CANCER IN YOUR CAT
Cancer is the uncontrolled growth of abnormal cells and the speed of progress and severity of symptoms depends on the type of abnormal tissue cell affected. As many as one in five cats are likely to develop one of the many different forms of cancer at some stage of their lives. The risk increases with age and so, with cats now enjoying a longer life expectancy through improved veterinary care, the number of animals with cancer has been increasing in recent years.
What causes cancer?
As with human cancers, the causes of cancer in cats and the processes which occur in the disease are still not well understood. Possible causes include:
toxic chemicals or exposure to harmful radiation.
feline leukaemia virus (a very common cause in cats).
abnormalities in the immune system which usually protects against infectious diseases.
How do I know my cat has cancer?
The symptoms of cancer are very variable and depend on the type of abnormal tissue cells involved, the site of the cancer and the stage of the disease. Advanced cases often show weight loss and appetite suppression. Your cat may be depressed, vomit, have diarrhoea or constipation, or fever. Your cat may also get tired easily because of anaemia.
Is my cat at risk of developing cancer?
Cancer can occur in any animal at any age but certain types of cat are more susceptible to particular forms of cancer. Cats with white fur and skin which like to sunbathe are vulnerable to skin cancers especially on the ears, nose, lips and any other areas where the skin is exposed to direct sunlight. The risk of cancer developing may be reduced by applying sunscreen to white exposed areas on sunny days. Feline leukaemia virus is the most common cause of cancer in the cat, although not all cats exposed to the virus will develop the disease. Most cats are able to resist the virus but those that cannot will develop permanent infection and three out of 10 of these will get some form of cancer.
Can cancer be treated?
Yes but this depends on the type of abnormal tissue cell involved and the stage of the disease. Sometimes euthanasia is the only humane alternative to a slow and painful death. In other cases treatment can produce a complete cure or at least significantly increase the length, or improve the quality of your cat's life. There are three basis options for treating cancers, not all are appropriate for every case and sometimes a combination of treatments has the best chance of success.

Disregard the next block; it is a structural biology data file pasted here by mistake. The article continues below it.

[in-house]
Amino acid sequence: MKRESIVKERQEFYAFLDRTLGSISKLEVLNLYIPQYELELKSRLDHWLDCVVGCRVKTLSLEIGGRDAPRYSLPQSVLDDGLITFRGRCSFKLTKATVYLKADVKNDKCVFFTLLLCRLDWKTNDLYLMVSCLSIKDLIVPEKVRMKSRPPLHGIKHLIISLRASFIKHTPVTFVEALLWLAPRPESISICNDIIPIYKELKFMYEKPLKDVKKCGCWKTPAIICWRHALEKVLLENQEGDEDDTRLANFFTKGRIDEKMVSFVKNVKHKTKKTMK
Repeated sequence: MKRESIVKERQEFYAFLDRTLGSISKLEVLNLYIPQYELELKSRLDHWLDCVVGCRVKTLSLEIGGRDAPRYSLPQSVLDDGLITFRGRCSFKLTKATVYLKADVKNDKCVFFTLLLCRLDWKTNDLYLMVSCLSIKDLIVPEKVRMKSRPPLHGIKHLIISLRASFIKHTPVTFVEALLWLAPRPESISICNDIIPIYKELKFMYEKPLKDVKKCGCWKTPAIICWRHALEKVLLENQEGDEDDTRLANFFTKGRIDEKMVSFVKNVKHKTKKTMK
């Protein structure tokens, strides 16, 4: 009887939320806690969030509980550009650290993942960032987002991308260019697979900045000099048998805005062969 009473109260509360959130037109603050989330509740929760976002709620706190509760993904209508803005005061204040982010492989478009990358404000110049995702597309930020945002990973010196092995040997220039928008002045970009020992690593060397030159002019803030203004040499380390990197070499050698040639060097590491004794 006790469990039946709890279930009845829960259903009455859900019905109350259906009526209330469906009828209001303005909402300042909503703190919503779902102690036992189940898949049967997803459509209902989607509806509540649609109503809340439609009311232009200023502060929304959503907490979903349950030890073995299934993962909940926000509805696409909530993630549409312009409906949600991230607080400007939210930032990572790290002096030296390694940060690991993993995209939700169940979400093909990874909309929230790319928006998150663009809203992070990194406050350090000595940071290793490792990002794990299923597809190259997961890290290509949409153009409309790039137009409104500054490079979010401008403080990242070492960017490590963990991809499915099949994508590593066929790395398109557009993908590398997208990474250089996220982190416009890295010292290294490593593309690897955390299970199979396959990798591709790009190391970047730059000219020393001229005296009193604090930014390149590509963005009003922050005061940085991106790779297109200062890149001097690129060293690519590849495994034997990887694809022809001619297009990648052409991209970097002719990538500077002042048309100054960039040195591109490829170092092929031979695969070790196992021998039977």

Surgical removal: usually the best choice for most cancers affecting solid tissue. If the cancer is relatively benign or if a more malignant cancer has not yet spread to other parts of the body, surgical removal may often produce very good results.
Chemotherapy (drug treatment): the best option for the cancers that affect the blood or multiple areas of the body. It may also prevent or delay the appearance of secondary tumours in other organs after surgical removal of the original lump.
Radiotherapy (x-rays): often effective when tests have shown clearly the extent and size of the tumour. The radiation may be given from an outside source or radioactive material may be injected into the body. A beam of radiation is most effective on cancers of the extremities such as the limbs and head where it is less likely to damage normal tissue before reaching the tumour. Radiotherapy units are only located in a few specialised centres and your vet would need to refer you to a cancer specialist for this form of treatment.
Will my cat be in pain?
Growths are not usually painful initially. Discomfort can be severe when the cancer is advanced, but most cancer-related pain can be controlled. Your vet will probably try a gentle painkiller at first and move on to more powerful drugs if this proves ineffective. Your vet will try to improve your cat's quality of life rather than prolonging the life of your cat if it is suffering.
Is diet important?
Careful attention to your cat's diet may improve its quality of life. Cats need extra food to cope with the effects of a fast growing tumour but many cats will have a poor appetite and this will accelerate the weight loss. Warming the food or feeding by hand may help stimulate your cat's appetite. There are also special diets which provide good nutrition even if your cat's appetite is poor.
How long will my cat live?
This is the question that every owner wants answered but as with human cancer it is impossible for your vet to give you an answer with any confidence. The survival chances will depend not only on the type and stage of the disease but also on your cat's general state of health. You should discuss this issue with your own vet so that you can agree between you an appropriate treatment plan for your cat. It is understandable that, faced with a diagnosis of cancer, you will feel frightened about the future for your pet - discussing your fears with your vet is the very best way to obtain reassurance and an independent assessment that you are doing what is right for your pet.